Recent events have reinforced just how difficult it is to be a woman in Hollywood, both in front of the camera and behind it.
Natalie Portman made a splash Sunday night at the Golden Globes by going off-script and introducing the “all-male nominees” for best motion picture director. The BAFTA best director nominations, announced Monday, differed slightly from those of the Globes, as Denis Villeneuve (“Blade Runner 2049”) and Luca Guadagnino (“Call Me by Your Name”) made the cut over Ridley Scott (“All the Money in the World”) and Steven Spielberg (“The Post”). Still, no women.
The issue at hand is not that these directors are undeserving of recognition, of course, though critics have remarked that Greta Gerwig (“Lady Bird”) and Dee Rees (“Mudbound”) were also of merit. It is that female directors have fewer opportunities to compete in the first place.
To help guide your conversations on representation during this sure-to-be controversial Oscar season, here are some figures from last week’s study by the University of Southern California’s Annenberg Inclusion Initiative.
Women directed just 4.3 percent of top movies over the last 11 years
The study looked at the gender, race and age of the 665 individual directors who worked on the 100 top-grossing movies in each year — 1,100 total. Last year, out of the 109 people who directed the top 100 movies, just eight were women. Gerwig, named best director of the year by the National Society of Film Critics last week, was one of them. The others? Patty Jenkins (“Wonder Woman”), Trish Sie (“Pitch Perfect 3″), Stella Meghie (“Everything, Everything”), Anna Foerster (“Underworld: Blood Wars”), Hallie Meyers‐Shyer (“Home Again”), Stacy Title (“The Bye Bye Man”) and Lucia Aniello (“Rough Night”).
“Lady Bird,” released Nov. 3, made more than $28.3 million domestically by late December, according to IndieWire, making it distributor A24’s highest-grossing film.
Gerwig shared her optimistic outlook with Variety last month: “Every year they come out with the numbers . . . I think those numbers are going to shift. And it seems like it’s going to be less and less its own category. There are just going to be . . . directors.”
Another recent study, this one by San Diego State University’s Center for the Study of Women in Television and Film, found that in 2017’s top 250 films, women comprised 11 percent of the directors, which is up 4 percentage points from last year but equivalent to the number recorded in 2000 — meaning not much progress has been made since.
That study also found that women made up 18 percent of all the directors, writers, producers, executive producers, editors and cinematographers who worked on the 250 films. “This represents an increase of 1 percentage point from 17% in 2016 and is virtually unchanged from the percentage achieved in 1998,” the study states.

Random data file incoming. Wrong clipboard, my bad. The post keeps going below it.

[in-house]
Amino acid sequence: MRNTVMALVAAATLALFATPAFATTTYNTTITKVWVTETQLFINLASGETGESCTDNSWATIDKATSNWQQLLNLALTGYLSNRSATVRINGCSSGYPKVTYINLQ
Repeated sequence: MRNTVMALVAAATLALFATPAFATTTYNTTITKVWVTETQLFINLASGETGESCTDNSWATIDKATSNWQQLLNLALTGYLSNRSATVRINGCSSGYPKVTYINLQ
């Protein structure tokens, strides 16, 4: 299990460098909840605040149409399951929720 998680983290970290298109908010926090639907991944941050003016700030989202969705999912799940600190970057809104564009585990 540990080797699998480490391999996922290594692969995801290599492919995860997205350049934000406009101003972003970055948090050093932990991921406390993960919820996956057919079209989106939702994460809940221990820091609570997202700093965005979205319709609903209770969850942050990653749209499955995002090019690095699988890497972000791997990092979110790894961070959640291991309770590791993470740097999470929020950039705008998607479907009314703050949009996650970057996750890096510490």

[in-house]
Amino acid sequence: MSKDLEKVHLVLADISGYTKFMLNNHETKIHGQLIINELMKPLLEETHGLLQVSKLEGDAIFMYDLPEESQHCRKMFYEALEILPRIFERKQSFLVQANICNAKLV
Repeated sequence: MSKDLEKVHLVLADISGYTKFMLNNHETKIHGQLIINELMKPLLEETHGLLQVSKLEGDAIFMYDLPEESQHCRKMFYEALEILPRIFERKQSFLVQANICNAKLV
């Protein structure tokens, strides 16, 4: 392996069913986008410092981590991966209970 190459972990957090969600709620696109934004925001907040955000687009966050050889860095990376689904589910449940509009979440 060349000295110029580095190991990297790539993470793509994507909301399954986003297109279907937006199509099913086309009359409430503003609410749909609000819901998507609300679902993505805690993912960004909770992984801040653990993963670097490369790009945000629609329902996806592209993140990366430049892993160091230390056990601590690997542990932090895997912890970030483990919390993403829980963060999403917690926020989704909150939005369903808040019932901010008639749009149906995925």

Women directors in each year never got higher than 8 percent.
In the USC study, the year with the highest percentage was 2008, with nine women, or 8 percent.
Phyllida Lloyd ranked high on the list that year with the incredibly successful “Mamma Mia!,” which became the highest-grossing film to ever be released in the United Kingdom. Last summer, Patty Jenkins’ “Wonder Woman” surpassed “Mamma Mia!” as the worldwide highest-grossing film directed by a woman.
Jenkins told Deadline in November that directing is “a caretaking job that has to do with other jobs that women are great at: encouraging people.”
Only seven women of color directed any of the top movies over the 11 years.
Four black women, two Asian women and one Latina were on the list. The other 36 female directors were white.
The list includes Ava DuVernay (“Selma”), Gina Prince-Bythewood (“The Secret Life of Bees”), Sanaa Hamri (“The Sisterhood of the Traveling Pants 2″), Stella Meghie (“Everything, Everything”), and Loveleen Tandan (“Slumdog Millionaire” co-director).
With the upcoming “A Wrinkle in Time,” DuVernay became the first woman of color to direct a motion picture with a production budget of more than $100 million, the Los Angeles Times reported. DuVernay spoke to Vulture in December about how her identity has shaped the project.
“I’m excited to share a sci-fi vision through the lens of a black woman, because so often when we’re watching sci-fi films, it’s through one specific lens: A white male lens, predominantly, for decades and decades and decades,” she said. “It’s not that mine will be radically different, but there might be a softness to it or an edge to it or a color change to it that we’ve not seen. The bottom line is that we don’t know until we see it, so why not see it?”
Jennifer Yuh Nelson directed multiple “Kung Fu Panda” movies and therefore appeared twice. Patricia Riggen (“Miracles from Heaven”) was the only Latina hired to direct any of the 1,100 films.
The “one and done” phenomenon is more common among female directors.
Fifty-five percent of the male directors helmed just one film, compared with 84 percent of the women. Over the 11-year period, men directed between one and 15 movies, whereas women directed between one and four.
Tyler Perry, the top performer across the board, directed 15 of the 1,100 films. Clint Eastwood directed eight, while Michael Bay, Ridley Scott, Zack Snyder and Steven Spielberg each helmed seven. Anne Fletcher (“27 Dresses”) was the one woman with four, with Lana Wachowski was close behind with three. Five others — Catherine Hardwicke, Phyllida Lloyd, Nancy Meyers, Julie Anne Robinson and Jennifer Yuh Nelson — directed two each.